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Why we need a Silent Wednesday

Dr. Jim Denison is a cultural apologist who helps people respond biblically and redemptively to the vital issues of our day. He is also the co-founder and Chief Vision Officer of the Denison Forum, a Dallas-based nonprofit that comments on current issues through a biblical lens.

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This day in Holy Week is known as “Silent Wednesday.” That’s because the Gospels record no activities in our Lord’s life on this day. So far as we know, he spent the day at the home of Mary, Martha, and Lazarus in Bethany. He needed a day to rest, pray, and prepare for the monumental events of the next day, when he would establish the Lord’s Supper, wash his disciples’ feet, and sweat drops of blood in Gethsemane. Then he would be betrayed by Judas and arrested and tried illegally by the religious authorities.

What happened on Maundy Thursday would change the course of human history. So, our Lord spent this day preparing for that day. Here we must ask a question that bears repeating often: If Jesus needed time alone with God, how much more do we?

Our culture values activity, hard work, and results. It is the same for those who serve God in professional ministry. Consider this observation: “Perhaps the ministry was never busier than it is now. Hundreds of men are hoarse from continual speaking, and are wearied out with running here and running there. If things slow down, we evolve yet another type of meeting. And when this new and added wheel is spinning merrily with all the other wheels, there may be no spiritual outcome whatsoever, but there is a wind blowing in our faces; and we hot and sticky engineers have a comfortable feeling that something is going on.”

Is this a description of the strain and stress of ministry in these challenging days? Actually, these words were written by Arthur John Gossip in 1952. How much worse are things today?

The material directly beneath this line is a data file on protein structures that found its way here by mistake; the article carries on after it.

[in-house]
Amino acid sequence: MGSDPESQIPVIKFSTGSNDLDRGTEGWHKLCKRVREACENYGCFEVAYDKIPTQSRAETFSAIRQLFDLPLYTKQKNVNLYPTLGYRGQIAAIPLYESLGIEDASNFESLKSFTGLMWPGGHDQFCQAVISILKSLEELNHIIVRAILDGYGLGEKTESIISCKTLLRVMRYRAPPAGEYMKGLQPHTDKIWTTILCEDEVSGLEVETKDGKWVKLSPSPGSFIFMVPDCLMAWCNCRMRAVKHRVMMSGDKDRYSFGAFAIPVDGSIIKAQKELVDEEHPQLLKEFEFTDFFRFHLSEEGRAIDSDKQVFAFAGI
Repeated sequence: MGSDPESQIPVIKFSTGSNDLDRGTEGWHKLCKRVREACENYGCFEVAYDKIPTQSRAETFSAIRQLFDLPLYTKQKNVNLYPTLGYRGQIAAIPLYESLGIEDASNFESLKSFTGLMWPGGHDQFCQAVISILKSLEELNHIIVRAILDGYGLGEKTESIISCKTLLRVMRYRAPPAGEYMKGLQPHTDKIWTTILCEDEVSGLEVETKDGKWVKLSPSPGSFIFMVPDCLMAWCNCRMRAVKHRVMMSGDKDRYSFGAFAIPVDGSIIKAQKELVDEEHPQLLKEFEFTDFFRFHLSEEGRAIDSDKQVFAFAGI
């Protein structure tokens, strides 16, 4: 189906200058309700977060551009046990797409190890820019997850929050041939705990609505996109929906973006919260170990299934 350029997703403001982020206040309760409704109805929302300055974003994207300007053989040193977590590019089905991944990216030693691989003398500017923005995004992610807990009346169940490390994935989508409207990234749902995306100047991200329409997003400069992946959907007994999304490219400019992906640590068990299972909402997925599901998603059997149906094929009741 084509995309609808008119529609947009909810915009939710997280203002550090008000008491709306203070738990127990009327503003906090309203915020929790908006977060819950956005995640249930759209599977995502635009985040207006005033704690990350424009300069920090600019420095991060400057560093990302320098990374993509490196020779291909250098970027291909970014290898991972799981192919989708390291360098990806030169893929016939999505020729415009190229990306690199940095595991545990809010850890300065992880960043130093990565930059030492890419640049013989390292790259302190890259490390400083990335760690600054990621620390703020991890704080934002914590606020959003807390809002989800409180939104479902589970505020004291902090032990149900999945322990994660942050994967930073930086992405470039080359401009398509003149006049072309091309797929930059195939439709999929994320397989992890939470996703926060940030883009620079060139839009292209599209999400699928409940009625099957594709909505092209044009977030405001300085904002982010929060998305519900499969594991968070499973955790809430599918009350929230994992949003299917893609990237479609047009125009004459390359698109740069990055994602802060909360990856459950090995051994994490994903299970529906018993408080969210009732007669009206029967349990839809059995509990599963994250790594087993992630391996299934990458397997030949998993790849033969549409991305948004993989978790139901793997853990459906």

There is nothing in this fallen world that fills the God-shaped emptiness in our souls. Somehow, we know that it is so. Even when we accomplish all that we dream of achieving, something is missing. As usual, C. S. Lewis gives voice to this truth more effectively than I can. Consider this paragraph from Mere Christianity:

“Most people, if they had really learned to look into their own hearts, would know that they do want, and want acutely, something that cannot be had in this world. There are all sorts of things in this world that offer to give it to you, but they never quite keep their promise. The longings which arise in us when we first fall in love, or first think of some foreign country, or first take up some subject that excites us, are longings which no marriage, no travel, no learning, can really satisfy. I am not now speaking of what would be ordinarily called unsuccessful marriages, or holidays, or learned careers. I am speaking of the best ones. There is something we grasped at, in that first moment of longing, which just fades away in the reality. I think everyone knows what I mean. The wife may be a good wife, and the hotels and scenery may have been excellent, and chemistry may be a very interesting job: but something has evaded us.”

Our souls need a Silent Wednesday to reconnect with the “something” that is a Someone, the One who pursues us until we find him: “You will seek me and find me, when you seek me with all your heart” (Jeremiah 29:13).

Will you accept your Father’s invitation today?